The Israeli strike came on the 18th of April. Though Israel as a matter of policy neither accepts nor denies such action, the Israeli media claimed that a missile fired from an Israeli F-35 hit an Iranian S-300 battery near Isfahan. Iran has denied the story and said that there was an attack by three drones, which have been shot down by Iranian air defense.

There have been stories in the Israeli media that Israel’s bombing of Iranian Consulate building on 1st April was decided by Israeli Defense Force (IDF) without consultation with Mossad. The unusual admission suggests that there is some re-thinking about advisability of Israeli strike which led to the present round of exchanges. [2] There could be an alternative explanation of Israeli action. The American media accounts have speculated that Israel’s action in hitting at Iranian target was to provoke an Iranian retaliation in order to suck in USA into war with Iran.

There is some relief that the last round of exchanges between Israel and Iran did not develop into uncontrolled escalation. The two sides must also be assessing each other’s weaknesses or strengths. It is hoped that there will be no repeat. Heightened tensions between Israel and Iran also put pressure on moderate Arab regimes to choose sides. There has been a rapprochement between Iran and Saudi Arabia. The Saudi Kingdom and UAE, both have re-established bilateral diplomatic relations with Iran. The detente between the Saudi Kingdom and Iran has prevented the conflict from reaching to the Gulf region. This is a major reason for the stability of oil prices.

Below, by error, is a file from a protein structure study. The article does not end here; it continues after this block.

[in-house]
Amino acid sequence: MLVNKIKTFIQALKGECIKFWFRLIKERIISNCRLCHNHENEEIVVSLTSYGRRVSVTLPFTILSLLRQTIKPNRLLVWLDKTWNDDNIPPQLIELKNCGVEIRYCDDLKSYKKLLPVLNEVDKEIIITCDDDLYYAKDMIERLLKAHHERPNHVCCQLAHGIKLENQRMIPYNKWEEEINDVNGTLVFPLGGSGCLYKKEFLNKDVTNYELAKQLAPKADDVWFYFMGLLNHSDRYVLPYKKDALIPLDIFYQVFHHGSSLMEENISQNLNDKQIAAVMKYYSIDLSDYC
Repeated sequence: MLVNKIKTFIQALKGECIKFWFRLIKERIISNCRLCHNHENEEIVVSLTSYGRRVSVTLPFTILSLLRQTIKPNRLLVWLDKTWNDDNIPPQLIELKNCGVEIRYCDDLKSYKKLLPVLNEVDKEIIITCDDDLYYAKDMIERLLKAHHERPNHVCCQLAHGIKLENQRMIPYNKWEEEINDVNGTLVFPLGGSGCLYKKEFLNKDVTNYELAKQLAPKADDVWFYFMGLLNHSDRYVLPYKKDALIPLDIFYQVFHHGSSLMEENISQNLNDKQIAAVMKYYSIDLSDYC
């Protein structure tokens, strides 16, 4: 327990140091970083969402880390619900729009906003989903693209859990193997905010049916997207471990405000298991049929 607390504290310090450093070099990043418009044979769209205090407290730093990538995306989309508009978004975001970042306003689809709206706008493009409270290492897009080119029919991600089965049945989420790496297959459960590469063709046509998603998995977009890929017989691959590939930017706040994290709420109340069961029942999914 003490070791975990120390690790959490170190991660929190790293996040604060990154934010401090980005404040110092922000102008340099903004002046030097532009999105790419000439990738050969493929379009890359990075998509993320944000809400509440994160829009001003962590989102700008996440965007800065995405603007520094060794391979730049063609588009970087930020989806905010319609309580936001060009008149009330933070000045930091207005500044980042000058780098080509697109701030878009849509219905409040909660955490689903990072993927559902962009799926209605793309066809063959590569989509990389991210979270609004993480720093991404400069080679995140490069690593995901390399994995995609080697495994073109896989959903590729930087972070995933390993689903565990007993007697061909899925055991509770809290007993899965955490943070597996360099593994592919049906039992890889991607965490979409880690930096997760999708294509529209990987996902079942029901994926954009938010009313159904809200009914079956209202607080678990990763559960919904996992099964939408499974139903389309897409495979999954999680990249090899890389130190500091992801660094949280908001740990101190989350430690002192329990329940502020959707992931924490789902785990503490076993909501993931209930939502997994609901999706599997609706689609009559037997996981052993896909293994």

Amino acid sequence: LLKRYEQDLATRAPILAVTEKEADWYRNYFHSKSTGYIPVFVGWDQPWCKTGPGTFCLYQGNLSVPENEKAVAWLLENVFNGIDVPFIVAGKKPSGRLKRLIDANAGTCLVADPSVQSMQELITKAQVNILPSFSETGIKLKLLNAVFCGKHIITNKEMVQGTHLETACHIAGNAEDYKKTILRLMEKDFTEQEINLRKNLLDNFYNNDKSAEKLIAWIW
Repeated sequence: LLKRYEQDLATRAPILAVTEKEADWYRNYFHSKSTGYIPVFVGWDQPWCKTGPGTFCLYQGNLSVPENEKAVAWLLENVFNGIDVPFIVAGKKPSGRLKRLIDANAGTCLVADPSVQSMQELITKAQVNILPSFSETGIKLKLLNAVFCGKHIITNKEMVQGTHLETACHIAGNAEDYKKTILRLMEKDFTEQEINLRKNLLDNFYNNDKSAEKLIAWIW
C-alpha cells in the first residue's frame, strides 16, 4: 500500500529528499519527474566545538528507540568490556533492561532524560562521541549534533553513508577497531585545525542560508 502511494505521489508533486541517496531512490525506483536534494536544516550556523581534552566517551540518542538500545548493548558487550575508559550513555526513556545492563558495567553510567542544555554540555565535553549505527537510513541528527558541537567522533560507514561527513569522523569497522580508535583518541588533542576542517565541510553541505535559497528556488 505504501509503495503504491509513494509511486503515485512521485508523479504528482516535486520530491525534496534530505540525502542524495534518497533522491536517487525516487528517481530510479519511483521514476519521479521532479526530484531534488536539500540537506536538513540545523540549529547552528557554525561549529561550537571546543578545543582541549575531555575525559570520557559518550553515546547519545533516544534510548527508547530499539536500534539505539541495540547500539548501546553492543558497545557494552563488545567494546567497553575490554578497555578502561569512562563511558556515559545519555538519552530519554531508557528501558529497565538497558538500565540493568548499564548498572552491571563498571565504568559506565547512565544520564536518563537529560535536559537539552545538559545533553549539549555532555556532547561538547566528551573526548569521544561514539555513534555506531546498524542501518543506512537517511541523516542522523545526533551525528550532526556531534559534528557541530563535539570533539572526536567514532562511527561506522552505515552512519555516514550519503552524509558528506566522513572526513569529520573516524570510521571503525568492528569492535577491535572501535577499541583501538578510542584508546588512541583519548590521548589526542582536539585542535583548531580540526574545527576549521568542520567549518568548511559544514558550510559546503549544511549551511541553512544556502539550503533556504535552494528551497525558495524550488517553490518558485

Kamal Kharraji, a former Iranian Foreign Minister and Advisor to the Supreme Leader said on 8th May ‘We have no decision to build a nuclear bomb but should Iran’s existence be threatened, there will be no choice but to change our military doctrine.’ [3] This was followed by a clarification by the Iranian Foreign Ministry spokesman on May 12th that there is no change in Iran’s nuclear doctrine. [4] The spokesman clarified that both the Fatwas of the Supreme Leader about the prohibition of inhuman weapons in Islam.